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Reposr Shows that the majority of young people expect to be regular drivers

1 January 0001

A survey by Ipsos for the RAC Foundation has shown that:

  • Some 85% of young drivers expect to be driving regularly by 2035
  • An “overwhelming majority” of young people aged 17 to 24 expect to be driving regularly in the future.
  • Aside from those unable to drive because of a disability of health condition, more than 8 out of 10 (85%) think it is certain or likely they will be driving a car or van at least once a week by 2035, even though only little over half (56%) currently do so now.

The report which is available here highlights: that:

  • Over three quarters of those aged 17–24 questioned as part of this survey had some form of valid UK driving licence, either full (49%) or provisional (27%).
  • The most common reasons given by those questioned for believing they will start driving include an expectation their lifestyles will require it and a belief that driving will be more convenient for them than either public transport or active travel (such as walking and cycling).

Amongst those questioned who had not taken a driving test the most common reasons given for not doing so were:

  • Cost of lessons (33%)
  • Cost of buying, leasing or hiring a car (26%)
  • Lack of time (26%)
  • Driving not a priority (23%)

Young people recognised that driving is set to change in the coming years, and many were optimistic about it with 70% feeling positive about electric cars, though there was a split in opinion about the roll out of fully autonomous vehicles with 37% supporting it but a similar number (35%) opposing it.

There is a broader recognition of the need to reduce the environmental impact of driving. Four in ten (40%) of those who drive regularly said they have already cut down on the car journeys they make, while a further 40% who have not yet cut down on car journeys said they’d be willing to do so over the next five years.

Steve Gooding, director of the RAC Foundation, said:

“There is much speculation on whether the young people of today will turn out to be the drivers of tomorrow or whether they will learn to live without getting behind the wheel. The evidence here is that the vast majority see themselves as motorists within the next decade or so.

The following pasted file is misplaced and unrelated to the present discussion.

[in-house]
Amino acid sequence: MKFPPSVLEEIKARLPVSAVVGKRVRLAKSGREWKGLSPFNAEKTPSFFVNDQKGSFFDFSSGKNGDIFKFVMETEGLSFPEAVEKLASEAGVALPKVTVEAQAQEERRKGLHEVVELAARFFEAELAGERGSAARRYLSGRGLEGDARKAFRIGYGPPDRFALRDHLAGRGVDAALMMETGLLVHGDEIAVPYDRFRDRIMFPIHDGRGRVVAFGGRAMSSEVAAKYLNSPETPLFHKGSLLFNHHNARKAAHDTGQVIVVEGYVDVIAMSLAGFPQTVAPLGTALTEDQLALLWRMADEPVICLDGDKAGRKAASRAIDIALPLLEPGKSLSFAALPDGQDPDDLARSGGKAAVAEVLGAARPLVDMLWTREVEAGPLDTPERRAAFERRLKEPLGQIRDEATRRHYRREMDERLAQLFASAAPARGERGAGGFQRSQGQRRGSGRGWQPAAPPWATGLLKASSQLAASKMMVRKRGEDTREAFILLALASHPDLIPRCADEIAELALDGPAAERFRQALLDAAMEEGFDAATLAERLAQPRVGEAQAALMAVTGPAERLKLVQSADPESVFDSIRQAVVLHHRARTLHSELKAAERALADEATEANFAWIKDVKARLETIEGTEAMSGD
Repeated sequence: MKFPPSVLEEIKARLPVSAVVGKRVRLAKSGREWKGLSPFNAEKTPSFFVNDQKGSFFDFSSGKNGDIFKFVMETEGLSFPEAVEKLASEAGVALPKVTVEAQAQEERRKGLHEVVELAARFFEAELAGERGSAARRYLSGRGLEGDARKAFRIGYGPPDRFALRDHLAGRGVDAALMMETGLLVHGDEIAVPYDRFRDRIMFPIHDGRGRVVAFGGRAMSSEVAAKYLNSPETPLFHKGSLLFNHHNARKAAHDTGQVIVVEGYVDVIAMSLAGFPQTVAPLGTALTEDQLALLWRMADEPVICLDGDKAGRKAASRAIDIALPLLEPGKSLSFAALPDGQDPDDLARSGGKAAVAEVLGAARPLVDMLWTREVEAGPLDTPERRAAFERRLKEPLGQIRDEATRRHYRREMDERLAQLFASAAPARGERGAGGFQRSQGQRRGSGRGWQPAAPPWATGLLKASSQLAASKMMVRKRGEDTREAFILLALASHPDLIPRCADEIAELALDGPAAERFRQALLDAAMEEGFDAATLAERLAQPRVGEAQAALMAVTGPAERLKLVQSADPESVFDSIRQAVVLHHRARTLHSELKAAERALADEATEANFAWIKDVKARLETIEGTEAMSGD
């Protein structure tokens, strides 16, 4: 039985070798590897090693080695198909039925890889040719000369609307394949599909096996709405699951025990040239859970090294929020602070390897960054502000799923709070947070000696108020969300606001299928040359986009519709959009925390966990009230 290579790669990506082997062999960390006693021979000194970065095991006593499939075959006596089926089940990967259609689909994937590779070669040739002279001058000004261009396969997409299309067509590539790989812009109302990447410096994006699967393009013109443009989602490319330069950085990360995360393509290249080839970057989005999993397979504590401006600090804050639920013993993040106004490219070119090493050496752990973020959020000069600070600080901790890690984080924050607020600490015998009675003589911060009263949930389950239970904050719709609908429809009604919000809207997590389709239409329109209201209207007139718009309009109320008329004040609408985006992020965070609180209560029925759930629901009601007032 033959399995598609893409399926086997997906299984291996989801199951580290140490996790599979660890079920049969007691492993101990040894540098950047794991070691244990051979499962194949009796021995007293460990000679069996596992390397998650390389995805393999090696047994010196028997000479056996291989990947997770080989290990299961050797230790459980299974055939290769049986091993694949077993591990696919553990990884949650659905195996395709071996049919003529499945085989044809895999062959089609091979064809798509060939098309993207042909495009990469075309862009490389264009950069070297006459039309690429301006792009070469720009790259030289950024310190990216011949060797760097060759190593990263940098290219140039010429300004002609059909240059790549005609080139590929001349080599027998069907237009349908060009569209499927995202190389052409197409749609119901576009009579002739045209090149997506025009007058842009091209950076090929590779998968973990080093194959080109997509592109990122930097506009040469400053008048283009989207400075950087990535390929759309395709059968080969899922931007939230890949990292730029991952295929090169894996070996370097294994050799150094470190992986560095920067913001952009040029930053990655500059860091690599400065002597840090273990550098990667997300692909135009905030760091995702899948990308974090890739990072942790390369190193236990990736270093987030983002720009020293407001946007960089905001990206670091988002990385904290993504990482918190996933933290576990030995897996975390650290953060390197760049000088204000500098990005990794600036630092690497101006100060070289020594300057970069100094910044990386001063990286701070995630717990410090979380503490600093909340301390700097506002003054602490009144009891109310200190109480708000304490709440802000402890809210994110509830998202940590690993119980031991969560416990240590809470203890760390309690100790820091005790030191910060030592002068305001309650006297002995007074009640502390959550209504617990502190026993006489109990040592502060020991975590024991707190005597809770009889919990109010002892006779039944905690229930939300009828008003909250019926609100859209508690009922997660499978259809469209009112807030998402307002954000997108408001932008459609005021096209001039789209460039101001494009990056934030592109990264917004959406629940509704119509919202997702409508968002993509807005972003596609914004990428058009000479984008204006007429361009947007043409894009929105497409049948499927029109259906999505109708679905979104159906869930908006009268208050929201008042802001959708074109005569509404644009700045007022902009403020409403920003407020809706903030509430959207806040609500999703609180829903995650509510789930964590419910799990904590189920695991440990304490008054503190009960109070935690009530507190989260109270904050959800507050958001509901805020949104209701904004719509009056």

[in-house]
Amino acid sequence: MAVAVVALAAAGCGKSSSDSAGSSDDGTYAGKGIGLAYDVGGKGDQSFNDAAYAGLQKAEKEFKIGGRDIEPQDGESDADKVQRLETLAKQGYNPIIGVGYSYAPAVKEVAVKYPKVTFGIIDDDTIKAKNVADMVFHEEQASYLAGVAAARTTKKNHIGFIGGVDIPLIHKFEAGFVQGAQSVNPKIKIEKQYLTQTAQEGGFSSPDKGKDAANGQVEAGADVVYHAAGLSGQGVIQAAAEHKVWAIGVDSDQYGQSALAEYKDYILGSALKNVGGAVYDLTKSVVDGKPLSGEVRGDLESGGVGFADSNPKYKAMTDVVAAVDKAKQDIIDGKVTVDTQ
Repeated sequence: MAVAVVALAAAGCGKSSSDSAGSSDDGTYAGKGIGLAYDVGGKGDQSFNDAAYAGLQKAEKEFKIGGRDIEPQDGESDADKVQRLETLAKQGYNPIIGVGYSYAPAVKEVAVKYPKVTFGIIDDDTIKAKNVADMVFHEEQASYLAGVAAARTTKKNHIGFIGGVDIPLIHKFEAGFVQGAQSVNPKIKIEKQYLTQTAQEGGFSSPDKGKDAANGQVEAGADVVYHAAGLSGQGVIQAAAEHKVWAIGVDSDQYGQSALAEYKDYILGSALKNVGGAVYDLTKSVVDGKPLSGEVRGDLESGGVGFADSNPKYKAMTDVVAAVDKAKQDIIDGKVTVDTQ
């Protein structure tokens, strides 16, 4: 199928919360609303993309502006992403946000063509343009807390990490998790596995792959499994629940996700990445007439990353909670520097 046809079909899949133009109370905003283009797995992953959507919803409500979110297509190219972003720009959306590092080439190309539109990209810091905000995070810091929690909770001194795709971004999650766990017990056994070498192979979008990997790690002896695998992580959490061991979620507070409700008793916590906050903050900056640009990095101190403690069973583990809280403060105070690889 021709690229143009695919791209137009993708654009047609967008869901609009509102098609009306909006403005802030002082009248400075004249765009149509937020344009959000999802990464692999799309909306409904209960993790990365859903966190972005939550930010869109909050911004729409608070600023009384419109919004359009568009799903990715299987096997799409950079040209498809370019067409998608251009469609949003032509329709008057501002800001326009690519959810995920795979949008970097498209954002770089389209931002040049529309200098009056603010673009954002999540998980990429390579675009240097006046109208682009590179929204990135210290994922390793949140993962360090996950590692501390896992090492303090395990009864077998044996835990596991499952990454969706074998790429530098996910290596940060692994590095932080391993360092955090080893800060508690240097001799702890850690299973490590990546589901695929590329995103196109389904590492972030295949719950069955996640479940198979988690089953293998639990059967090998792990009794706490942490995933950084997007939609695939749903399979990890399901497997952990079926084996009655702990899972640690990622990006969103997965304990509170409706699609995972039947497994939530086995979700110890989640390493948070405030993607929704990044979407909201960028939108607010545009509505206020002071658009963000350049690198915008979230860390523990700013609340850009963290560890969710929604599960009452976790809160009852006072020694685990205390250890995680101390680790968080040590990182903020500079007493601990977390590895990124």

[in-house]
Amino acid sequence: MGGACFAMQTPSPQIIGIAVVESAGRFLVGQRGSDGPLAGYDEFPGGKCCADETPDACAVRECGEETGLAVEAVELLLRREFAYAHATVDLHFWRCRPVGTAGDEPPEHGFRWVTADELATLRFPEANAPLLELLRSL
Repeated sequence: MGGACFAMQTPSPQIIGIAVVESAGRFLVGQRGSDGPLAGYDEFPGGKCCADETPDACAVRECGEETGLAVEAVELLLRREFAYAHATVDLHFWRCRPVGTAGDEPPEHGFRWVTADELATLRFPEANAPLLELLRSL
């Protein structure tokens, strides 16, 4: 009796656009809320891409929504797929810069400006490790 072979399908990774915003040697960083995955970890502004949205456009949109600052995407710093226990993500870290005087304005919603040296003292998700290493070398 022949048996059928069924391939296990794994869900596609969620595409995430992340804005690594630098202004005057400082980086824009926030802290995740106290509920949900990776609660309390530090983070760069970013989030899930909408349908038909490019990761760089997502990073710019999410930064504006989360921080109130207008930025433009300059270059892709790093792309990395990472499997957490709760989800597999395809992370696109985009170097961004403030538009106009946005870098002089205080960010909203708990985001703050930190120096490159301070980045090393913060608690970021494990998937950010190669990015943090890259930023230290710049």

“Previous research we have done has shown the importance knowing how to drive can be to securing a job. The question is how much the transport landscape has changed by Covid with the answer appearing to be; by not as much as might have been first thought.

“Encouragingly, young people are well aware of the need to reduce or mitigate the negative impacts of driving and there is majority support for low-traffic neighbourhoods, investment in cycling infrastructure and the introduction of clean air zones.”

Chris Rigby, Associate Director of Ipsos said:

“Ipsos’ survey for the RAC Foundation shows that the vast majority of young people aged 17-24 expect to be driving regularly in 2035. However, this is not to say that they do not anticipate widespread changes in the automotive sector between now and then. Most young people are positive about the idea of driving an electric vehicle and are at least open to the prospect of buying or leasing one in the future.

“Regardless of the shift towards EVs, over half of young people think we should expect to be driving less in future. Amongst current regular drivers in this age bracket, four in five say either that they have already cut down on the number of journeys they make by car, or that they are willing to do this over the next 5 years. The majority of young people think the government should be taking steps to reduce the number of car journeys, even if it inconveniences them personally.”

The survey was conducted using the Ipsos Access Panel with fieldwork taking place between 3 and 22 November 2022. A total of 1,000 British adults aged 17–24 were surveyed, with quotas set on gender, age bands, working status, and region. Data were also weighted by gender, age, work status, and region to reflect the British population aged 17–24.

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